Simon and Schuster’s Field Guide to Dogs does not slide across the dashboard of the dogcatcher’s office on wheels. The metal clipboard is wedged between the dogcatcher’s seat and the center console. The lasso stick hangs strapped to the inside wall of the back of the van, parallel to the floor. A dozen or so leashes hanging from a hook sway back and forth as the van shudders to and from stops, their metal clasps scraping against the floor. The coffee can with its yellow lid rests on the floor, pushed into a space between the permanent cages and a portable trap. The rear of the van is a maze of wire cage. And the brindle boxer is laying there with her head on her paws, patiently waiting for the park.

The brindle boxer is RTO. Return-To-Owner. The dogcatcher knows the young man. “You know the dogs before you know the owners,” he says. The owner wears a cream-colored button-down collared shirt and a tie. He was called home from his job at the bank to collect his dog. Perhaps his being home means he owes someone. That someone somewhere might notice him gone. That he will have to make it up to someone somehow. Perhaps this is what the dogcatcher means when he says politics.

The dogcatcher is in it for the animals. That’s his biggest goal. “These people aren’t bad people,” he says, and he wants to be clear about the fact that he’s “not out to get them.” He just wants to make sure that the animals don’t get hurt. He’s here for the animals. Especially when they get hurt. “It’s always a good feeling,” he says. It makes him feel good when they make it. The dogcatcher says, “It’s a real bummer when they don’t.”

The dogcatcher does not give the owner a ticket, even though the license has expired. He sells the owner a new license. Ten dollars. He takes a check scribbled out quickly in the gray drizzle of a summer shower. The dogcatcher sees no reason to stick to the rules. The animal is safe. “William Four back in service.” “Copy.”

The radio fuzzes in and out with the story of another officer in Estes Park looking for a skunk in an old lady’s window box. The old lady is worried about her flowers. “Not a fun job,” the dogcatcher says. The van pulls up to a Blockbuster Video for the other bat call. This one is GOA. Gone-On-Arrival. The manager followed the dispatcher’s advice and left the doors open. This bat won’t have to go into the can. This bat won’t have to be brought back to the shelter and put in a cooler until the Health Department comes around to collect the specimens. These folks won’t have to worry about rabies. The dogcatcher explains how its only two shots these days. His sister had to get fifteen. Right into the stomach.

The dogcatcher stops along the road to stare at a lumpy stain on the blacktop. He thinks about it. Then decides that it’s not worth it. “Probably a raccoon once,” he says, adding under his breath, “not enough left to make a difference now.”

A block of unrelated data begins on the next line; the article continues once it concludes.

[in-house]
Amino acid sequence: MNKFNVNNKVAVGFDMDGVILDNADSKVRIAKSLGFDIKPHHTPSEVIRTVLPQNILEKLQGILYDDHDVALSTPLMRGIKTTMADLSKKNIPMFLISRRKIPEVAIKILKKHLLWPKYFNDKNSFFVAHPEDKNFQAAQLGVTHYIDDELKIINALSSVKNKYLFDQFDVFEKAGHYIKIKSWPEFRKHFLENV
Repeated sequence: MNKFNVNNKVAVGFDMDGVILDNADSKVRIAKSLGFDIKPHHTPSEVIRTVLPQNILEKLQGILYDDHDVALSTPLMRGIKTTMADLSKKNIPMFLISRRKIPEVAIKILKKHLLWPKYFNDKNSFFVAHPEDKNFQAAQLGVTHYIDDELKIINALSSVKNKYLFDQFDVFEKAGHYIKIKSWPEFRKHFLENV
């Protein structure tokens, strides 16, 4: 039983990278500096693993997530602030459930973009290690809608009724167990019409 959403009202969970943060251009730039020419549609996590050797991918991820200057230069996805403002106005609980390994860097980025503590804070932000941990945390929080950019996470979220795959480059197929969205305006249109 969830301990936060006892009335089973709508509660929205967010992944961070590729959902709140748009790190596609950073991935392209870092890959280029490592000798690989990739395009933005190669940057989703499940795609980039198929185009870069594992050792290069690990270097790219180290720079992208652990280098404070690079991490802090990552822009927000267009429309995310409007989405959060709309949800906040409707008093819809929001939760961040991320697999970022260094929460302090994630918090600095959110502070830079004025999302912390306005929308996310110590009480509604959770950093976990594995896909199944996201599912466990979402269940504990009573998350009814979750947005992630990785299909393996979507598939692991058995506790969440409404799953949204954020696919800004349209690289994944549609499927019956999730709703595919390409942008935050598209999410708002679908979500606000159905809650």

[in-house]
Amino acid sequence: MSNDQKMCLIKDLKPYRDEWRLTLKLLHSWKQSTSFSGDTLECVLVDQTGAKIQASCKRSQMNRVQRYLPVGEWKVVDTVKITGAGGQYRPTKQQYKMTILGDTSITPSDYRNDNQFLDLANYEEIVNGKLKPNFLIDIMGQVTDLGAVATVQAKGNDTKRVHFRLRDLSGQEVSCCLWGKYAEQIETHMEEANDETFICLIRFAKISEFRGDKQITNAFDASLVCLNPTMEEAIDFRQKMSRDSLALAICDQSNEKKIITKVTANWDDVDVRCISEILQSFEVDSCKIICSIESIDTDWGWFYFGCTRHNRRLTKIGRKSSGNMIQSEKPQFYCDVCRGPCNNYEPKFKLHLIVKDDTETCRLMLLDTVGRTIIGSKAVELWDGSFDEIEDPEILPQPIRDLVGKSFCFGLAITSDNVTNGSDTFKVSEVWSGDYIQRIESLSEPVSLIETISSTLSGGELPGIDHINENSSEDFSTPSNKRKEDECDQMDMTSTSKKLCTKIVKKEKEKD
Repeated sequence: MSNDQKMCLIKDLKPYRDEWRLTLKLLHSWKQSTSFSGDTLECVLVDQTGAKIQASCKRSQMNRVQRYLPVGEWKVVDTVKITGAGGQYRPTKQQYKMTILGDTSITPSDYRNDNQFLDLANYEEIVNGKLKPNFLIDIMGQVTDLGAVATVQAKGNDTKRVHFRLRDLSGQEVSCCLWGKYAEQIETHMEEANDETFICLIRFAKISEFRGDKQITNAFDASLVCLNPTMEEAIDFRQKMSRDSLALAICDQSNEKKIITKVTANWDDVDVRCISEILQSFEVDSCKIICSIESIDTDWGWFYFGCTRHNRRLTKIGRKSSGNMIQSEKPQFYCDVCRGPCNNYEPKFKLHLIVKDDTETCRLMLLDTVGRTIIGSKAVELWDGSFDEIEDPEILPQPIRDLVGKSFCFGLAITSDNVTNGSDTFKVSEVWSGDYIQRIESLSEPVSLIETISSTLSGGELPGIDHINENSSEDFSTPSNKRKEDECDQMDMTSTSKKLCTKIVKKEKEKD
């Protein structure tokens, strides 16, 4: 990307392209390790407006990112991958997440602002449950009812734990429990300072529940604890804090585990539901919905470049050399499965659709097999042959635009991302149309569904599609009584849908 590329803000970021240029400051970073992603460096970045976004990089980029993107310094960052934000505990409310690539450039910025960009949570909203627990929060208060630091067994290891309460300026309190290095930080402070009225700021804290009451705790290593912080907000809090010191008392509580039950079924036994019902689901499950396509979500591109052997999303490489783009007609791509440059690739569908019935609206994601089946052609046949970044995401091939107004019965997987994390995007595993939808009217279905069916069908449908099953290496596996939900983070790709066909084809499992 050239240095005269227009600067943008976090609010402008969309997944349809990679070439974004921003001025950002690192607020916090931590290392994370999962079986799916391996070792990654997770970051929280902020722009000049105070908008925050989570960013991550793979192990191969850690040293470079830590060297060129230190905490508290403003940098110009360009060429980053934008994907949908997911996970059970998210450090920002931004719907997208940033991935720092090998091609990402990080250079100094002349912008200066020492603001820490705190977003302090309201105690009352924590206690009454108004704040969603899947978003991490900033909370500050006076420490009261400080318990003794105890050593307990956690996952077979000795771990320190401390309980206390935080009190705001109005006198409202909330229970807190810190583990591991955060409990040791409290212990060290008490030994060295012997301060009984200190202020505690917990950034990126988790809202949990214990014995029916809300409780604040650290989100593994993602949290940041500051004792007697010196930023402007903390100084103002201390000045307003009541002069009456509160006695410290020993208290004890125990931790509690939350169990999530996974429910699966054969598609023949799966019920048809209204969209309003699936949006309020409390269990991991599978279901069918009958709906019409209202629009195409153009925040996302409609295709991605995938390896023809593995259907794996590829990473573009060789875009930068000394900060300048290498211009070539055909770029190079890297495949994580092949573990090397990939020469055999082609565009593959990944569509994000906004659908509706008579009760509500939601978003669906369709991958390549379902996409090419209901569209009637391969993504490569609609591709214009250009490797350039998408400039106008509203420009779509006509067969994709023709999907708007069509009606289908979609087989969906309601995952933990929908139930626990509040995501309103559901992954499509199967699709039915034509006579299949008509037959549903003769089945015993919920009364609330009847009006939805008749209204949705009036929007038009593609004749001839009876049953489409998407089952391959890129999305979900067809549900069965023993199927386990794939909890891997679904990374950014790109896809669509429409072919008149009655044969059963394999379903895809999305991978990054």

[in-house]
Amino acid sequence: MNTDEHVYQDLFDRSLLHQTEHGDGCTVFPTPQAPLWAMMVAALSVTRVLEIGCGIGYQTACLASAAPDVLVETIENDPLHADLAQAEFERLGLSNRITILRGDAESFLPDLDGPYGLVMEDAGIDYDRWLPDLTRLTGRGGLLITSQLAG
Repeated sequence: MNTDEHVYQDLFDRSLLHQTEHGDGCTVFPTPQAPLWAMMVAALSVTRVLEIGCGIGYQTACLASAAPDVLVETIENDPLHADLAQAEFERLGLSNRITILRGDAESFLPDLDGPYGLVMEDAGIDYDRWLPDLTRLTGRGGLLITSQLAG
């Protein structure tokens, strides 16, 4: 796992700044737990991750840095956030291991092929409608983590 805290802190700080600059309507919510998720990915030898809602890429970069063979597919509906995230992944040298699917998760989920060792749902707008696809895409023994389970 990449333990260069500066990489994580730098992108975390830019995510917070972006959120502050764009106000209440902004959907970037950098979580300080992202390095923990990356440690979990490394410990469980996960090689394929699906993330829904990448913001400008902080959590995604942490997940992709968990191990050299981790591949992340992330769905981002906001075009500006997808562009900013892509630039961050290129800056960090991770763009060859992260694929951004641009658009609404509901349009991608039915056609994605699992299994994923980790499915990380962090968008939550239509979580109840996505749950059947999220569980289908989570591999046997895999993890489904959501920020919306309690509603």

The van stops at a house to drop off a trap. The dogcatcher doesn’t catch cats. The dogcatcher doesn’t do cats-at-large. The neighbors can rent a trap and do a live catch, call it in, and have it brought down to the shelter. But the dogcatcher doesn’t catch cats. “There’s just no catching a cat,” he says. “If a cat doesn’t want to be caught, then you’re not gonna catch it.”

The dogcatcher does catch dogs-at-large. Most calls are for dogs-in- custody. But the dogcatcher does catch dogs-at-large. It’s not that easy though. You don’t just whistle the dog to you and it comes running with its tail high, its tongue flapping out of its mouth. It’s more likely that the dog’s ears are flat and the tail low. The hackles along its back raised. Most of them run in the opposite direction. Half-wild, the memory of a broom handle or leather belt too close for people to be trusted. It can take weeks.

The dogcatcher tells a story. The blue heeler was called in early that spring north of the river, sighted in the empty lot next to the army surplus store. This was before the fires started. The dogcatcher figured that she was probably feeding off of prairie dogs and voles. She ran the first time. Then ran again. Always running away. But the dogcatcher didn’t give up. The dogcatcher is in it for the animals. It’s a bummer when they don’t make it. The dogcatcher returned to that field again and again and again. Always getting a little closer. Some dogs bite. The dogcatcher wasn’t afraid of getting bit. The dogcatcher isn’t afraid of any dog. The dogcatcher is bite stick certified. The blue heeler was brought in and found a home eventually. “It took some time for the right person to see that little dog’s potential,” he says. “She was a good dog.” It makes the dogcatcher feel good when they make it.

The dogcatcher apologizes for the lack of excitement. Excitement is saving a dog from the possibility of starvation or being hit by a truck. Excitement is a skunk digging up flowers four feet off the ground or holding the tail of a four-foot iguana while lying prone against the foundation of a house. “Excitement,” the dogcatcher says, “is a dumpster full of raccoons.”